To take Scotland, which has already been mentioned, the stresses put on the union by the outcome of the referendum are very clear. We know that Scotland voted to remain in the EU, and the Scottish National Party has been able to use that result ever since as the single biggest reason why Scotland should have another independence referendum and vote to secede from the UK. We know that the current Government have stated that they have no intention of allowing indyref2 but I do not know how much longer their position can be sustained, and it may go ahead anyway in one form or another. If there is another referendum, it would be good to have a really honest debate about the realities of the choice.
As for Wales, the history is different. I have often been to the Senedd myself and I think it has established its own method of devolution, which was emphasised by the Covid experience that we all lived through. The leader of the Welsh Assembly emerged as a figure who had perhaps not previously been appreciated. References have been made to the Independent Commission on the Constitutional Future of Wales, and we will wait to see what the outcome of that is.
In the short time I have left, I am not sure that I can suggest any long-term solutions, although I find myself agreeing with the noble Lord, Lord Lisvane, that imperial condescension by the centre is unlikely ever to be the solution to anything. Our constitution has of course grown in a very different way from that of other countries—such as when a politically motivated group of people gathered together in Philadelphia in 1787 to create a new constitution. Ours is strengthened by its flexibility, but one problem—I must finish now—is that the form of devolution that we have is what you might call asymmetric.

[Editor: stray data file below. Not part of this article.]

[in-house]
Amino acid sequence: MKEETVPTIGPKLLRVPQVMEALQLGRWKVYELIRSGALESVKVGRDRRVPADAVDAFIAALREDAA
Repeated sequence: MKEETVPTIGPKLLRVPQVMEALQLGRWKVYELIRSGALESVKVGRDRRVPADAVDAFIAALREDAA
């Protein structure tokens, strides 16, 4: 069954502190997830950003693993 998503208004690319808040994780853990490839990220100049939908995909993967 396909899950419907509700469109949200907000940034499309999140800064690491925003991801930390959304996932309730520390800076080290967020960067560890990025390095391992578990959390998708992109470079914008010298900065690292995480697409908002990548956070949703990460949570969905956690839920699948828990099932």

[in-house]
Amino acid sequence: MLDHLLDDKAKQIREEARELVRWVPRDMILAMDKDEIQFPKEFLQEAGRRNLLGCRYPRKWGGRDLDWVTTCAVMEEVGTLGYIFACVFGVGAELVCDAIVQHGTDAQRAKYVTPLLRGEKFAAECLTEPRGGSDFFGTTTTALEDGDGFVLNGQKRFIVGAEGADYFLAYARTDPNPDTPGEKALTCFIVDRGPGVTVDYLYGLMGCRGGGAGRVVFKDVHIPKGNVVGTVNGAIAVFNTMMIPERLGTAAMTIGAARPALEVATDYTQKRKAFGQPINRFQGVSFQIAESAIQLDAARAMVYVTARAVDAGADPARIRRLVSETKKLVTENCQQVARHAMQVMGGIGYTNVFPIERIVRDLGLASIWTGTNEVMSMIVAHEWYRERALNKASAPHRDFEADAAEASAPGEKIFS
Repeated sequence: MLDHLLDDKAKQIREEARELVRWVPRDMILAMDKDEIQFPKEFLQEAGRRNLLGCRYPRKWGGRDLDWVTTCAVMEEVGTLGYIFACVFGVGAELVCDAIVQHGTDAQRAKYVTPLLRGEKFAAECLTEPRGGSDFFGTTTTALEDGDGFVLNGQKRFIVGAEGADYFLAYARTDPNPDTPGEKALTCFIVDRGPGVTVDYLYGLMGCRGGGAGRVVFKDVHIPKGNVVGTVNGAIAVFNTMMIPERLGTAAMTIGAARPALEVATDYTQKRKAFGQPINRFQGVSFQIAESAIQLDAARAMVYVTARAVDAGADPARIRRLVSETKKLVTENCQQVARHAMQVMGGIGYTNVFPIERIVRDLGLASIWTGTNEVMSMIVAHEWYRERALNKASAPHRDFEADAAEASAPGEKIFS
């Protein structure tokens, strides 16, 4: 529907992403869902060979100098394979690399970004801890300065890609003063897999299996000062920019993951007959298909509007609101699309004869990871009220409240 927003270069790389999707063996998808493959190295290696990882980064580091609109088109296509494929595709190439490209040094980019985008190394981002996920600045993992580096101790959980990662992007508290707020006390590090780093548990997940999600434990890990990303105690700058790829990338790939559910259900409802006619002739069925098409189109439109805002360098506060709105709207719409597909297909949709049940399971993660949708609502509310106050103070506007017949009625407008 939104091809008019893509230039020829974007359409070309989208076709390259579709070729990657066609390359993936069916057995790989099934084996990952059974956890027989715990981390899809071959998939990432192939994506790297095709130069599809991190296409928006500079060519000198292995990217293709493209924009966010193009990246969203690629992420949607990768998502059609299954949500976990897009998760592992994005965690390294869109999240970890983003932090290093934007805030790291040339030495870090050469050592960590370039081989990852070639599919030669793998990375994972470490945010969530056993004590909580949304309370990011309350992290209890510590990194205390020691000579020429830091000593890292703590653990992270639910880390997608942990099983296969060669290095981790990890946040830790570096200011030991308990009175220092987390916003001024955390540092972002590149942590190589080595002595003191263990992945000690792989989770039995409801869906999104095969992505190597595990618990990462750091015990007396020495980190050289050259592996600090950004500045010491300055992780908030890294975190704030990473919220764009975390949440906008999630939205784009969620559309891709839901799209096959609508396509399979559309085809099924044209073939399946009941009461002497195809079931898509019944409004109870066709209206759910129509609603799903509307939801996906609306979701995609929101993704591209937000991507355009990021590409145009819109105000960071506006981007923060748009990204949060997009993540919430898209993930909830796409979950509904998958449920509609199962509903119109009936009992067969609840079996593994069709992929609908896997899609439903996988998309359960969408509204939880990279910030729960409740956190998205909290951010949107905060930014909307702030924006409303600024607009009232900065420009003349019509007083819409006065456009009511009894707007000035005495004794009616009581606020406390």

I end by saying that my fear for the long-term future of the UK is partly about the UK’s standing in the world. If we ever did break apart, our position would be for ever and fatally weakened, as indeed would our self-esteem. In those circumstances, if we were to break up as a country, could we imagine retaining a seat on the Security Council of the United Nations? I do not think so.
I do not think that history has ended. We still have our future in our hands, but this Government have to take the future of the union a lot more seriously than they are doing now. The Prime Minister in particular needs to live up to the responsibilities that he has.